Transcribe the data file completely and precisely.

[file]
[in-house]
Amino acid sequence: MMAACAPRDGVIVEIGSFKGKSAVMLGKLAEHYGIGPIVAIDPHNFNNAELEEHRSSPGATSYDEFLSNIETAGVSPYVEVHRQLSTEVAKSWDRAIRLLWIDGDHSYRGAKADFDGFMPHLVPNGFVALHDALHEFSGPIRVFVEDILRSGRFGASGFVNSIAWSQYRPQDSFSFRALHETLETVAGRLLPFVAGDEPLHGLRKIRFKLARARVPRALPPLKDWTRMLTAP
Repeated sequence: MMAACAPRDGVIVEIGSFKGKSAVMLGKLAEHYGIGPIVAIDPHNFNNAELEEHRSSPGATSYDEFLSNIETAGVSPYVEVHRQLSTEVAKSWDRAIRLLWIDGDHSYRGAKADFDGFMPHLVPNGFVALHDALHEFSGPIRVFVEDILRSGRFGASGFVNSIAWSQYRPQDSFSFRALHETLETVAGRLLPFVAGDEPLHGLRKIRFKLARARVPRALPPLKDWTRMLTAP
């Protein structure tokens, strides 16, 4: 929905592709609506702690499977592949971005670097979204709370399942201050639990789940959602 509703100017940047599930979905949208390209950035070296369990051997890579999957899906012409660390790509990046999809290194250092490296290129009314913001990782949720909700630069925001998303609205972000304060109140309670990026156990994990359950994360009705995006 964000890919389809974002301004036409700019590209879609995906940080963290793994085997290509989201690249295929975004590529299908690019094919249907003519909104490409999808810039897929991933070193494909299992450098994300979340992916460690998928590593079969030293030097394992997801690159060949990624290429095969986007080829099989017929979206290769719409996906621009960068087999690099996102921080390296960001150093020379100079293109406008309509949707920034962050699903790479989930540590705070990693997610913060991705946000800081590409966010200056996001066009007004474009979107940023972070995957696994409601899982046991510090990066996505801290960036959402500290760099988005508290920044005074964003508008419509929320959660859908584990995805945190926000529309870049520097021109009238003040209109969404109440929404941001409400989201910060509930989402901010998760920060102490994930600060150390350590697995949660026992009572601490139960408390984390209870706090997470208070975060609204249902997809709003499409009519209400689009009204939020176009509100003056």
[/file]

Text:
[in-house]
Amino acid sequence: MMAACAPRDGVIVEIGSFKGKSAVMLGKLAEHYGIGPIVAIDPHNFNNAELEEHRSSPGATSYDEFLSNIETAGVSPYVEVHRQLSTEVAKSWDRAIRLLWIDGDHSYRGAKADFDGFMPHLVPNGFVALHDALHEFSGPIRVFVEDILRSGRFGASGFVNSIAWSQYRPQDSFSFRALHETLETVAGRLLPFVAGDEPLHGLRKIRFKLARARVPRALPPLKDWTRMLTAP
Repeated sequence: MMAACAPRDGVIVEIGSFKGKSAVMLGKLAEHYGIGPIVAIDPHNFNNAELEEHRSSPGATSYDEFLSNIETAGVSPYVEVHRQLSTEVAKSWDRAIRLLWIDGDHSYRGAKADFDGFMPHLVPNGFVALHDALHEFSGPIRVFVEDILRSGRFGASGFVNSIAWSQYRPQDSFSFRALHETLETVAGRLLPFVAGDEPLHGLRKIRFKLARARVPRALPPLKDWTRMLTAP
């Protein structure tokens, strides 16, 4: 929905592709609506702690499977592949971005670097979204709370399942201050639990789940959602 509703100017940047599930979905949208390209950035070296369990051997890579999957899906012409660390790509990046999809290194250092490296290129009314913001990782949720909700630069925001998303609205972000304060109140309670990026156990994990359950994360009705995006 964000890919389809974002301004036409700019590209879609995906940080963290793994085997290509989201690249295929975004590529299908690019094919249907003519909104490409999808810039897929991933070193494909299992450098994300979340992916460690998928590593079969030293030097394992997801690159060949990624290429095969986007080829099989017929979206290769719409996906621009960068087999690099996102921080390296960001150093020379100079293109406008309509949707920034962050699903790479989930540590705070990693997610913060991705946000800081590409966010200056996001066009007004474009979107940023972070995957696994409601899982046991510090990066996505801290960036959402500290760099988005508290920044005074964003508008419509929320959660859908584990995805945190926000529309870049520097021109009238003040209109969404109440929404941001409400989201910060509930989402901010998760920060102490994930600060150390350590697995949660026992009572601490139960408390984390209870706090997470208070975060609204249902997809709003499409009519209400689009009204939020176009509100003056």